Everyone gets their change, and those afraid of change never find out it happened. I have solved America. You’re welcome.

[The views expressed herein forthwith hitherto do not necessarily reflect well upon the author or his family. Raised by wolves in the upper reaches of Montana is not even a worthy excuse for the writer of this particular post.]

Monday, June 20, 2011

Music Monday: Cat Power

I usually write a little blurb here, but I was busy all Monday and I didn’t even get this out in time, so I’ll just say: Chan Marshall is an amazing singer and songwriter, and I hope you check out her work.

Saturday, June 18, 2011

Saturday Reflection #34

In the future, YouTube, Twitter and Facebook will all merge to form one site where everyone wastes hours each day sharing every little thing that happens to them. It will be called: YouTwitFace.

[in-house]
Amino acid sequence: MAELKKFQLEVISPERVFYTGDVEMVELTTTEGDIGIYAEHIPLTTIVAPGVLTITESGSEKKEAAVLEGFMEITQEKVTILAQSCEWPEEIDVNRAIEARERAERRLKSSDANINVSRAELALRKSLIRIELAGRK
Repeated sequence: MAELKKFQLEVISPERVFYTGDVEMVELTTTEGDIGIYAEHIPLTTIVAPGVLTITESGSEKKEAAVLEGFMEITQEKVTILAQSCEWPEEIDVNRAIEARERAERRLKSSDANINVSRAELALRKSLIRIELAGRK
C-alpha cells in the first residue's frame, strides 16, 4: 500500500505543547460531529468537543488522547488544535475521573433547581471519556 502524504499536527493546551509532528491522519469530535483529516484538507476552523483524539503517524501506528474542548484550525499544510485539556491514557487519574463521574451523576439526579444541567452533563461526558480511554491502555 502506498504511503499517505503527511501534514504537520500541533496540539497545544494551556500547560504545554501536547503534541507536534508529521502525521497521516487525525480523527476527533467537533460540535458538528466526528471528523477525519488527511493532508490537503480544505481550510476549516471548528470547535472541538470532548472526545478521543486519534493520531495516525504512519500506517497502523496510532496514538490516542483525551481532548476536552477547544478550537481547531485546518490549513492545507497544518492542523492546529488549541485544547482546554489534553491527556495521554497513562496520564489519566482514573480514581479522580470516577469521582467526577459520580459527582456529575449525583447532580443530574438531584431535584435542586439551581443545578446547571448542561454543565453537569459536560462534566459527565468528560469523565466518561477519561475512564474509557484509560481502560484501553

Friday, June 17, 2011

Modernity and Fetishes

I sometimes wonder how there are sexual fetishes for things that didn’t even exist a century or two ago. There are people who get off on balloons or being wrapped in latex. The development of plastic surgery and synthetic hormones have opened the door to transexuality. There are even people who get off on cars; I don’t mean they have sex on or in cars (who doesn’t), I mean they have sex with their cars.

What did those people do before cars were invented? Did they have sex with stage coaches, or maybe horses? Is it merely the idea of it being a mode of transportation, or it is about the construction and appearance of cars? Are some cars hotter than others? These are all questions I don’t even want the answers to.

It’s been going on since the beginning of time. The very idea of sexy clothing is completely artificial and unnatural. There are those who are aroused by primitive inventions like fire, or even domesticated animals. It seems that as our technology expands, so do our sexual appetites. Whenever something new comes along, someone somewhere will end up fucking it.